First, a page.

The NFL’s silly season is upon us where star players cash in with massive contracts. This week’s lucky winners included Pittsburgh Steelers wide receiver Antonio Brown (four years, $68 million) and Kansas City Chiefs safety Eric Berry (six years, $78 million). Both deals set records for their respective positions.
NFL teams can afford these huge paydays thanks to the wheelbarrow of TV money the 32 NFL teams get each year. CBS, Fox, NBC and ESPN/ABC paid roughly $5 billion last year for the rights to NFL games (DirecTV, NFL Network and foreign deals kicked in another $2 billion). The haul helped push the average NFL value to $2.34 billion with profits likely to top $100 million per team in 2016.
Super Bowl LI produced record ad revenue for Fox. (Photo by Ronald Martinez/Getty Images)
But what about those networks, which struggled all season with falling ratings from the presidential election, concussion concerns, boring games, loss of star players and a half dozen other excuses bandied about weekly? Turns out they survived the 8% ratings decline for the regular season just fine. Ad revenue hit a record $3.5 billion, up 3% over 2015, according to research firm Standard Media Index.
Fox led the way with an estimated $1.44 billion thanks to their turn in the rotation hosting the Super Bowl last month. The first overtime Super Bowl in NFL history produced record revenue of $392 million, up 10%, with the average ad rate for 30-second spots at $4.6 million, per SMI (the oft-bandied-about $5 million rate is the list price with many sponsors able to cut a better deal). Ad rates on Fox during the regular season averaged $551,497, up 4%.
ESPN provides the most interesting example. It generated only $285 million, including one game on ABC, for its rights to Monday Night Football and one Wild Card game. It is a far cry from the $1.9 billion yearly average ESPN pays NFL for TV rights or twice as much as NBC's Sunday Night Football (NBC also gets the Super Bowl every three years for its $950 million per year). ESPN though benefits from its dual revenue streams of advertising and affiliate fees. ESPN costs cable providers $7 per month, according to SNL Kagan, with a portion of that hefty fee attributed to the Worldwide Leader in Sports' position as the home of Monday Night Football.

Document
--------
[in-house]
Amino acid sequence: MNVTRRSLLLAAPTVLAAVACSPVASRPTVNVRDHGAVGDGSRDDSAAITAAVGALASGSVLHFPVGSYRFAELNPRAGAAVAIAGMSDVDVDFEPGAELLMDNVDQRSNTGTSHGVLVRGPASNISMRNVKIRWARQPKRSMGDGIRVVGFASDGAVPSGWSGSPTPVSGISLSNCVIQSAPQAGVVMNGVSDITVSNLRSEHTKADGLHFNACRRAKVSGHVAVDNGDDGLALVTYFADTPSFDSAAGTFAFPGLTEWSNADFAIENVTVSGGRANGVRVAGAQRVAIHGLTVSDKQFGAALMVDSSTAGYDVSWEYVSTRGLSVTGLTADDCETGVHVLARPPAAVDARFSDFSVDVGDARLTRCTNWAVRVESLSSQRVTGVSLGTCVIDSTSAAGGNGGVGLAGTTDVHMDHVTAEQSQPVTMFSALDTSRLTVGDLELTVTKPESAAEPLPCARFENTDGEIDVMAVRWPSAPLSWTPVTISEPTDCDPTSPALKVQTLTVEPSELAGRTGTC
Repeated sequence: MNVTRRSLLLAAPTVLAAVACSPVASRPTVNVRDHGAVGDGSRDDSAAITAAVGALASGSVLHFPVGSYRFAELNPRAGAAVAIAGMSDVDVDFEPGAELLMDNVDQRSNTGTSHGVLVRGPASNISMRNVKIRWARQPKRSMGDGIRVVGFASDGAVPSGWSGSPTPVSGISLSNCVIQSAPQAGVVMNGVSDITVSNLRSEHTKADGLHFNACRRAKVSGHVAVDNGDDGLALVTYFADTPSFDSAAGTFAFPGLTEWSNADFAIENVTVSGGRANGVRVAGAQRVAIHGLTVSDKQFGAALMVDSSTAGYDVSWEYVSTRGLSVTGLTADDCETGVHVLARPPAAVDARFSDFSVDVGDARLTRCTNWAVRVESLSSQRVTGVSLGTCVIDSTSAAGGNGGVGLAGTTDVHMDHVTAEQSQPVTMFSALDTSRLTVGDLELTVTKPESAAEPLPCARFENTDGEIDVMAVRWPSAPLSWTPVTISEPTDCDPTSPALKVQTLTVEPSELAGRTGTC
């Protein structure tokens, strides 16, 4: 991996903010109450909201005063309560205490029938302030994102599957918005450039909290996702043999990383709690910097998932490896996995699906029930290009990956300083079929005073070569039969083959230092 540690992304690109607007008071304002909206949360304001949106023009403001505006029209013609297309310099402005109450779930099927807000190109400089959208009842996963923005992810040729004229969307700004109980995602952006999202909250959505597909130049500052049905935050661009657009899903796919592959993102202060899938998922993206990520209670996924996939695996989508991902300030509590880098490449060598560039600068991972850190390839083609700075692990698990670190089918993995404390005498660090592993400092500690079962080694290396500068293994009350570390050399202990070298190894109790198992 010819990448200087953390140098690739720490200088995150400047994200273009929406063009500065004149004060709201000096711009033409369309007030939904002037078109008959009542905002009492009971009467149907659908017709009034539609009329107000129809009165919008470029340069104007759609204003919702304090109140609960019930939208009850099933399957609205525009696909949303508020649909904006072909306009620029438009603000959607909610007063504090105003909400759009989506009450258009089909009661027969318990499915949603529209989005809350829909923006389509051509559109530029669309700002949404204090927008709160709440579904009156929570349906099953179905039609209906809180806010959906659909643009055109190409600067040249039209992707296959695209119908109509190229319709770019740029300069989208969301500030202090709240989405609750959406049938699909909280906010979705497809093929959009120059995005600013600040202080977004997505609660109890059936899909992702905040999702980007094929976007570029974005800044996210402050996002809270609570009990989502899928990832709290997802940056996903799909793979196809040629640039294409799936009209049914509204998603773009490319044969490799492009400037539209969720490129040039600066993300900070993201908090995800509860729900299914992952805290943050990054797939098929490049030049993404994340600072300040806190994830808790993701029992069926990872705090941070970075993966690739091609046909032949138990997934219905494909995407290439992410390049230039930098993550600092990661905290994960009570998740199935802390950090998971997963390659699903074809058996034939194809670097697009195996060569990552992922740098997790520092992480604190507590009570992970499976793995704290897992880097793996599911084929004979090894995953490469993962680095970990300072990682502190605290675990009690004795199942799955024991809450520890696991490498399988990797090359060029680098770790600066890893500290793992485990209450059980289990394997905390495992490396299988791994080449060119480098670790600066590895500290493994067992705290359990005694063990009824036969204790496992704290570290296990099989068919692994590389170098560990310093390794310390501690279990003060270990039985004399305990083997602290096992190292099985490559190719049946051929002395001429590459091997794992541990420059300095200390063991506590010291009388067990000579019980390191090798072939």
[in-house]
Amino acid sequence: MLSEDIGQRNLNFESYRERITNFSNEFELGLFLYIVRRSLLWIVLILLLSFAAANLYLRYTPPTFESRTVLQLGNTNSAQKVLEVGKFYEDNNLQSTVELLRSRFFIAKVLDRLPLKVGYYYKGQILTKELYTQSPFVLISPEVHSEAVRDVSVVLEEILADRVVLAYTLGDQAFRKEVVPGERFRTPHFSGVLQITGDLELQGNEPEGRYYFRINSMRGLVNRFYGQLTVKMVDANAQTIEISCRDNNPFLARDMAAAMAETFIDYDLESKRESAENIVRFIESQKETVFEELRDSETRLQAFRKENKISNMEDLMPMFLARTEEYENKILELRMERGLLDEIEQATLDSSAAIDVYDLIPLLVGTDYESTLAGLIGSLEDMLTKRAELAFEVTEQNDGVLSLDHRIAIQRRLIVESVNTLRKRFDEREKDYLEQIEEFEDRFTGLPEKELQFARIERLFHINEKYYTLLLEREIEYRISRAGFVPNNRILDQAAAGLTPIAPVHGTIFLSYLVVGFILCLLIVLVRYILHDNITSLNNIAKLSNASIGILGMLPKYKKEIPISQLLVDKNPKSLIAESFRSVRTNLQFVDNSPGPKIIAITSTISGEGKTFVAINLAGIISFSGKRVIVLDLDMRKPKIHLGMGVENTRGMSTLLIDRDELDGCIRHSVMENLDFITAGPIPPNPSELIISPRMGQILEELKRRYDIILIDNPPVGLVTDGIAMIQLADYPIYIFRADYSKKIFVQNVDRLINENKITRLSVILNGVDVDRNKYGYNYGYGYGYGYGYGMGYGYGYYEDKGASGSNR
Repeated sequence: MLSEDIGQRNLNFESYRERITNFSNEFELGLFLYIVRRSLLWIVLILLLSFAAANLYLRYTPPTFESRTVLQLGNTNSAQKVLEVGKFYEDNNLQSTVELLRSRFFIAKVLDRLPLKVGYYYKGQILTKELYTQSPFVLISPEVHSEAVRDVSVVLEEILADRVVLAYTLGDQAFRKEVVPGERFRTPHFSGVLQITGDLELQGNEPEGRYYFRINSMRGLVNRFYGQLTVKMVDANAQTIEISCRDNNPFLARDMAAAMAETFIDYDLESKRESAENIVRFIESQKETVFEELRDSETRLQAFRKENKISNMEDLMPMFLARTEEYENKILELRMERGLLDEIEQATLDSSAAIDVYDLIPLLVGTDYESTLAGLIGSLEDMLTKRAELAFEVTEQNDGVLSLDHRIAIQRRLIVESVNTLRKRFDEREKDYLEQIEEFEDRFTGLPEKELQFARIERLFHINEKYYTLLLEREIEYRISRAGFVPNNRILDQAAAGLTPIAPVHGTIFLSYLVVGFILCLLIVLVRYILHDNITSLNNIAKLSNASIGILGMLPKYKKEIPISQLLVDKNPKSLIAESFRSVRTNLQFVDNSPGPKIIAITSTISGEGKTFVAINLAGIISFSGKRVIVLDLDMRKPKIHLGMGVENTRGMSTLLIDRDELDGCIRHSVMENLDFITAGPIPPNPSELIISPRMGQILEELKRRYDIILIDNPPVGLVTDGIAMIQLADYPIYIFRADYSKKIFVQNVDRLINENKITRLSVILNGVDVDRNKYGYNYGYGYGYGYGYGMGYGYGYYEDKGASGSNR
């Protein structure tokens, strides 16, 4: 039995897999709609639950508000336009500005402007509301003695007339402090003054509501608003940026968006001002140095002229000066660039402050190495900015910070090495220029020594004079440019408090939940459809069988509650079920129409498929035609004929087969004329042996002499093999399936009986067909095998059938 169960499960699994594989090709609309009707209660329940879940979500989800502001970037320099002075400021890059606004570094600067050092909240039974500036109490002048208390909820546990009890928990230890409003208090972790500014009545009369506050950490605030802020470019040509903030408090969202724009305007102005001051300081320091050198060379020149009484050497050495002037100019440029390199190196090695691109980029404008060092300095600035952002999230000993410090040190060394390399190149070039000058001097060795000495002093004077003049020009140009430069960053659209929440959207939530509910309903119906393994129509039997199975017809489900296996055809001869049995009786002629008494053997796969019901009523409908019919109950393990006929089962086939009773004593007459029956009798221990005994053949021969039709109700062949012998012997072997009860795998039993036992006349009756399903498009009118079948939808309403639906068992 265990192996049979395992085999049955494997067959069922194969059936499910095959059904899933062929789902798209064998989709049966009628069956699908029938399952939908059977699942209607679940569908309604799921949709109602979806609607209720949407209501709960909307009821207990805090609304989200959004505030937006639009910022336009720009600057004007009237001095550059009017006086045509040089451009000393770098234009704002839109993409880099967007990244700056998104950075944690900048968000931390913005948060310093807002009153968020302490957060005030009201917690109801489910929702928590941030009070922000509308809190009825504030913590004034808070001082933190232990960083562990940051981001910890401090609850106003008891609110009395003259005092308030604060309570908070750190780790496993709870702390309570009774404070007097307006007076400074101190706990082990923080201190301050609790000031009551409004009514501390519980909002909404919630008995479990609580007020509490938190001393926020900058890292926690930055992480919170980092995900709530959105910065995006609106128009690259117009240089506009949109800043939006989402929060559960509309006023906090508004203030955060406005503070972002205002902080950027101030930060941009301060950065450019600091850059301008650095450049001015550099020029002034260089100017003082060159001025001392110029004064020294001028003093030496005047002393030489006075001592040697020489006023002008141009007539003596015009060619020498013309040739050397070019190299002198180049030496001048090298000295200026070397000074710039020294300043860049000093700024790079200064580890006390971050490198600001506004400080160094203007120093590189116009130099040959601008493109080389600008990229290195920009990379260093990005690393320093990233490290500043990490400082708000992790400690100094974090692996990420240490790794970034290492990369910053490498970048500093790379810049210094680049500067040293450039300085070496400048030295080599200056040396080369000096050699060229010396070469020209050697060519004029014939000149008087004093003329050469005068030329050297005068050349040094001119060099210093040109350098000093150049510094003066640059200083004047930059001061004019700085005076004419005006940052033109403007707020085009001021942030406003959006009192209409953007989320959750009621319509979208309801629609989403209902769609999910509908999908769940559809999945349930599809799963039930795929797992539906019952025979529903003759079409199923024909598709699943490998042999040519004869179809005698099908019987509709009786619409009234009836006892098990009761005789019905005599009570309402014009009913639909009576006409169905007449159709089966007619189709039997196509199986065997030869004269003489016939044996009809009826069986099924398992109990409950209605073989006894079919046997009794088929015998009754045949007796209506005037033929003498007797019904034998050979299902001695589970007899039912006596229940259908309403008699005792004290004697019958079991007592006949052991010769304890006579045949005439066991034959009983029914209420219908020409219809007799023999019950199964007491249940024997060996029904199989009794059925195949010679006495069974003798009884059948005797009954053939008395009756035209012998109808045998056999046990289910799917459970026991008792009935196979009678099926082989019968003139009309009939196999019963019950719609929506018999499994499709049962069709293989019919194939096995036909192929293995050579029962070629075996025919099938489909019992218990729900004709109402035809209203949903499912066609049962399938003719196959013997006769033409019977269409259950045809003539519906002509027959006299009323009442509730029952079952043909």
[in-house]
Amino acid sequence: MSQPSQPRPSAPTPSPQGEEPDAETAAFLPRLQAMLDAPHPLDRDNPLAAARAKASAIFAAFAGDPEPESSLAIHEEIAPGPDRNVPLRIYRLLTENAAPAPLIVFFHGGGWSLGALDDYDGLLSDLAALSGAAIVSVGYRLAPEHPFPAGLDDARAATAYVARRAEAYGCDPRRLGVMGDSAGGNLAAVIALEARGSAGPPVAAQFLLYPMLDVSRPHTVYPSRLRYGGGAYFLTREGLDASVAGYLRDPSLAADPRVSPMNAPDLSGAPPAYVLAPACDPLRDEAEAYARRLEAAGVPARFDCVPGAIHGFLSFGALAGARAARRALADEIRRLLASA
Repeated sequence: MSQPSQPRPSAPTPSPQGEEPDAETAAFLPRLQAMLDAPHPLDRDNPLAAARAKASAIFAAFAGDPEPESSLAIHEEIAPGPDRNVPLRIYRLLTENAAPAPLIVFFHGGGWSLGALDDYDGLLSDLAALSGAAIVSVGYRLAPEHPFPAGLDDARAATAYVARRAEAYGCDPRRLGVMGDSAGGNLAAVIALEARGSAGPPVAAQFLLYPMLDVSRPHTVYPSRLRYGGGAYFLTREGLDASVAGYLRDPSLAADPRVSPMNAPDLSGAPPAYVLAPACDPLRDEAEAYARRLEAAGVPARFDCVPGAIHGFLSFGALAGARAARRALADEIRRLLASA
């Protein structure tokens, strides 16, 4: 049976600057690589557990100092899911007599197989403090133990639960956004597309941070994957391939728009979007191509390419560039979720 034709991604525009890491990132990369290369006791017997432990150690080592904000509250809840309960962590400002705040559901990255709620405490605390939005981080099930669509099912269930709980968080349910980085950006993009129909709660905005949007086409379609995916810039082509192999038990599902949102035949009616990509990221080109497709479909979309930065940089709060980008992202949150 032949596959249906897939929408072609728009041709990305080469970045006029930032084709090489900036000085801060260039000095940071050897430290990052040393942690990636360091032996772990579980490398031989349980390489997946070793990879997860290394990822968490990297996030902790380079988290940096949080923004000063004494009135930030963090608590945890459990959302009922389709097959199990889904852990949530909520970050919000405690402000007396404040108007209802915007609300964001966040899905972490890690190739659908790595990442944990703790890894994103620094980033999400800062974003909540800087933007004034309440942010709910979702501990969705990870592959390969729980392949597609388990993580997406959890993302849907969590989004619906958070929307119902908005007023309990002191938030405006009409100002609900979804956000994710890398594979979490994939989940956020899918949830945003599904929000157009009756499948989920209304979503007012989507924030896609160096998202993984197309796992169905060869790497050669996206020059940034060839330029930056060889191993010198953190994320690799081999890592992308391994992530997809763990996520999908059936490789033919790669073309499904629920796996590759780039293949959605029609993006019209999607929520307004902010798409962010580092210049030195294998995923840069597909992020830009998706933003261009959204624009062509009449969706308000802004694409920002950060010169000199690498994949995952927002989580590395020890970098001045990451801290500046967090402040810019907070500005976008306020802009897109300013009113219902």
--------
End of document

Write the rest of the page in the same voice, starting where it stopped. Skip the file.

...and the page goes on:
The Super Bowl gets all the attention for its sky-high ad rates, but the NFL’s conference championship games also generate big money thanks to what are typically the second and third biggest TV audiences of the year. The AFC Championship had an average of 48 million viewers, while the NFC game had 46 million. The networks pulled in $131 million (FOX/NFC) and $113 million (CBS/AFC) for the games per SMI.
Networks loaded up the last week of the NFL regular season with “makegoods” in cases where the networks did not reach rating guarantees for advertisers. Week 17 featured 33% of ads as makegoods, but this was a decline from the 36% in 2016.
Below is a breakdown of the numbers in SMI’s latest NFL research. All figures are estimates.
2016 Regular Season Ad Rates (excludes January games)
NBC: $630,244 (+4% over 2015)
Fox: $551,497 (+6%)
CBS: $435,001 (+4%)
ESPN: $301,733 (+1%)
Playoff Ad Rates
Wildcard: $713,059 (+11% over 2015 playoffs)
Division: $970,060 (+13%)
Conference: $1,694,472 (+8%)
Super Bowl: $4,596,863 (+0.6%)
Total NFL Ad Revenue (including playoffs)
Fox: $1.44 billion (+48% over 2015)
NBC: $909 million (+17%-added more Thursday night games)
CBS: $867 million (-35%-hosted Super Bowl for 2015 season)